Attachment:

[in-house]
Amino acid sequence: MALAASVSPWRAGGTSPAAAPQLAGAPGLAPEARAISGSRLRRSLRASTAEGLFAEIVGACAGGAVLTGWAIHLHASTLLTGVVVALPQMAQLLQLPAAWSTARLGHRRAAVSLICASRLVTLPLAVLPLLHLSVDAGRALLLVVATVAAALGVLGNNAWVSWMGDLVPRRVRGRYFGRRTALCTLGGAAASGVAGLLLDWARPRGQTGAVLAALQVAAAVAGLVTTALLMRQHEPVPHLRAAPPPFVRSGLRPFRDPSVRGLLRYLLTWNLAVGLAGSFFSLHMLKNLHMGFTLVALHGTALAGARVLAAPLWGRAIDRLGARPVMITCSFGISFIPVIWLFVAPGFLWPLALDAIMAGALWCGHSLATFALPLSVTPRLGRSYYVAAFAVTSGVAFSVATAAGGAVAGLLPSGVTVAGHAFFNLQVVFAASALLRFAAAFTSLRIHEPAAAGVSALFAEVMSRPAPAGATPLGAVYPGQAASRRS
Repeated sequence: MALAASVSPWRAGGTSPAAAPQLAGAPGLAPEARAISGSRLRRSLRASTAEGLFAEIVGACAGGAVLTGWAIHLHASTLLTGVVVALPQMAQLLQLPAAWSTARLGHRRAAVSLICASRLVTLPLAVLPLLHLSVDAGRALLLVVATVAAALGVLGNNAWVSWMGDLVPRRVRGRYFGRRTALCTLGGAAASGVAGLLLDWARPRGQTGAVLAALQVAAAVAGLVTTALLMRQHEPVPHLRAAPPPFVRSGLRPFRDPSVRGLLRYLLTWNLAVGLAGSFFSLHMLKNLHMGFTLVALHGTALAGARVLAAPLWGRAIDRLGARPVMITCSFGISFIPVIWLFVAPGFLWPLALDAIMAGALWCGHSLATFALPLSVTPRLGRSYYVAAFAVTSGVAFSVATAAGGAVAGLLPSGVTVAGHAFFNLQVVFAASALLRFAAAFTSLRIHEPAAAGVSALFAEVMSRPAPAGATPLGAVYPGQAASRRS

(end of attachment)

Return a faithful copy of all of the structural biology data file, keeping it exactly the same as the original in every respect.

[in-house]
Amino acid sequence: MALAASVSPWRAGGTSPAAAPQLAGAPGLAPEARAISGSRLRRSLRASTAEGLFAEIVGACAGGAVLTGWAIHLHASTLLTGVVVALPQMAQLLQLPAAWSTARLGHRRAAVSLICASRLVTLPLAVLPLLHLSVDAGRALLLVVATVAAALGVLGNNAWVSWMGDLVPRRVRGRYFGRRTALCTLGGAAASGVAGLLLDWARPRGQTGAVLAALQVAAAVAGLVTTALLMRQHEPVPHLRAAPPPFVRSGLRPFRDPSVRGLLRYLLTWNLAVGLAGSFFSLHMLKNLHMGFTLVALHGTALAGARVLAAPLWGRAIDRLGARPVMITCSFGISFIPVIWLFVAPGFLWPLALDAIMAGALWCGHSLATFALPLSVTPRLGRSYYVAAFAVTSGVAFSVATAAGGAVAGLLPSGVTVAGHAFFNLQVVFAASALLRFAAAFTSLRIHEPAAAGVSALFAEVMSRPAPAGATPLGAVYPGQAASRRS
Repeated sequence: MALAASVSPWRAGGTSPAAAPQLAGAPGLAPEARAISGSRLRRSLRASTAEGLFAEIVGACAGGAVLTGWAIHLHASTLLTGVVVALPQMAQLLQLPAAWSTARLGHRRAAVSLICASRLVTLPLAVLPLLHLSVDAGRALLLVVATVAAALGVLGNNAWVSWMGDLVPRRVRGRYFGRRTALCTLGGAAASGVAGLLLDWARPRGQTGAVLAALQVAAAVAGLVTTALLMRQHEPVPHLRAAPPPFVRSGLRPFRDPSVRGLLRYLLTWNLAVGLAGSFFSLHMLKNLHMGFTLVALHGTALAGARVLAAPLWGRAIDRLGARPVMITCSFGISFIPVIWLFVAPGFLWPLALDAIMAGALWCGHSLATFALPLSVTPRLGRSYYVAAFAVTSGVAFSVATAAGGAVAGLLPSGVTVAGHAFFNLQVVFAASALLRFAAAFTSLRIHEPAAAGVSALFAEVMSRPAPAGATPLGAVYPGQAASRRS